I started shucking my boots, chaps, hat, shirt, everything but the canvas pants. Those would weigh me down some, but hopefully not a fatal amount. Smokey forged steadily toward us. He’d be stepping down into the deepest part any moment now, and I willed Cougar to hurry up with them moccasins.
Tam couldn’t swim.
When I heard Dawson yell, I kind of figured he was still overreacting from having lost his folks all them years ago. He did git a little funny at river crossings from time to time. Besides, I didn’t have any intention of letting my younger partner and my son show me up. Smokey was fresh, and away we went.
Not until he stepped in that hole and the water hit up over my knees, soaking the bottom half of my holstered .45 Colt, did it even cross my mind that there might have been a touch more to the man’s yelling than mere paranoia. Even allowing fer the difference in height between Smokey and Joker, I didn’t remember the water being that high earlier in the day. But I still didn’t git to the point of what you could call worrying. I did divide my attention some, between watching the flowing water–which has always fascinated me, running water has–and wondering what on Earth Dawson had in mind. He’d shucked his shirt like he was getting ready fer a sun dance or some such, which made no sense whatsoever.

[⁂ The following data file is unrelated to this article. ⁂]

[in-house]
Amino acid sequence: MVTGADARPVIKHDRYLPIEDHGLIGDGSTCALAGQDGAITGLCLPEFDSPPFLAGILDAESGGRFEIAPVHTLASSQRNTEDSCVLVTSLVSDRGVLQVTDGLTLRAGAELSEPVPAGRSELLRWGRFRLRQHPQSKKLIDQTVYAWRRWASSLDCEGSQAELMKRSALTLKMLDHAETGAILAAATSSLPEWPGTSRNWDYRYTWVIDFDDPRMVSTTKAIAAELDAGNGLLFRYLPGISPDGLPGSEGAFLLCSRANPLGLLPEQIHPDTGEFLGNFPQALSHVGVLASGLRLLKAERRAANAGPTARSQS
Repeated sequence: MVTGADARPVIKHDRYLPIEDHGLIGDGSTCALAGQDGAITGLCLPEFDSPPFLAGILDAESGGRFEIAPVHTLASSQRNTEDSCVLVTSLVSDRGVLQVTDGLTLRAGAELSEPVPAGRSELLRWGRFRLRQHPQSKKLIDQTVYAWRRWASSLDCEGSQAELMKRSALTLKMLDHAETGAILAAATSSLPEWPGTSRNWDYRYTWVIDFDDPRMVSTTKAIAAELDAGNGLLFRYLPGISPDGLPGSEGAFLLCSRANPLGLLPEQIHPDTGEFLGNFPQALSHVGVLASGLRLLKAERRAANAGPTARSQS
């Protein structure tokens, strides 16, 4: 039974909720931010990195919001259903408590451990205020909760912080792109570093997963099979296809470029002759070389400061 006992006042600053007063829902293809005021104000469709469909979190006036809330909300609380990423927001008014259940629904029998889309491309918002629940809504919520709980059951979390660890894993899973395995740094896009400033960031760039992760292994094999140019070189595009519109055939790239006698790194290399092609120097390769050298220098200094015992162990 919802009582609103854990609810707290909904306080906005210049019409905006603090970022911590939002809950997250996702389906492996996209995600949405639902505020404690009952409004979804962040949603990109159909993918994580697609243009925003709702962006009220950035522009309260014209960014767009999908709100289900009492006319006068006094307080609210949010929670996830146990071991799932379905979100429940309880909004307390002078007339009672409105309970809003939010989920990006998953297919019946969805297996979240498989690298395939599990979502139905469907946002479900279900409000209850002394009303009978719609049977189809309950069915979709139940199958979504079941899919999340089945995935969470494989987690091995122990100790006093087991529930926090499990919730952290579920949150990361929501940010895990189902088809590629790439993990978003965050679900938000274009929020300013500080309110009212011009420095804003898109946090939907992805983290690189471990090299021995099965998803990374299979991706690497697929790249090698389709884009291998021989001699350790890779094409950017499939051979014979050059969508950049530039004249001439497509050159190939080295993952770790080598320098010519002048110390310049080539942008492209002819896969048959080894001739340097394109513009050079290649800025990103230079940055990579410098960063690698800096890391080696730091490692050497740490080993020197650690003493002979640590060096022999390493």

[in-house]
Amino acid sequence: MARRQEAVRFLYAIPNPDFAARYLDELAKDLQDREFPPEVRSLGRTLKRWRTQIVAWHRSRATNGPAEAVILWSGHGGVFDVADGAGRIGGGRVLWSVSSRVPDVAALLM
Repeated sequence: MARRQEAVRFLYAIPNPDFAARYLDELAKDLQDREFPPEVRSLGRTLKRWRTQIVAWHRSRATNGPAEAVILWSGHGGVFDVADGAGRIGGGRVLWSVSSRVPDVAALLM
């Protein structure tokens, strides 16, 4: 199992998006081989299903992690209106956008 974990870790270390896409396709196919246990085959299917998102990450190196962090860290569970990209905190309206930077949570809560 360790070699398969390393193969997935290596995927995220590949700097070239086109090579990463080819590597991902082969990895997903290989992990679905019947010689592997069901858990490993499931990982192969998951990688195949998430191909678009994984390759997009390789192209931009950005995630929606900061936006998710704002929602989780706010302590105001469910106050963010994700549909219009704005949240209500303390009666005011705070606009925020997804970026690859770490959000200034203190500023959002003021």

What the–? Now he was stripping off his boots! Had he decided to go fer a swim? This was the Yellowstone by God River, not no backwater swimming hole. Besides, there could be enemies over in them trees; somebody ought to be keeping some kind of eye out!
Right at that point is when the grulla stepped down into the second, deeper hole. Had I known what was coming, I’d have already been slid back off of the horse’s butt, letting him git to swimming with me hanging onto his tail. The oldest trick in the book, and one I’d used a thousand times if I’d used it once.
Had I known what was coming..
My mount stepped down in that deeper hole, and I’m thinking one of them round river rocks must have rolled under his foot. However that may be, he went down on the right front, jist a little stumble-step that wouldn’t have meant nothing on open ground, but with the water suddenly up to his back, he kind of rolled a bit, went under some before he got himself squared away swimming…
…and the force of that water pushed me clean out of the saddle. I made a grab fer the horn, but reaching underwater like that, danged if I didn’t miss. First time in twenty years I’d gone to pull leather, and now I couldn’t even find it.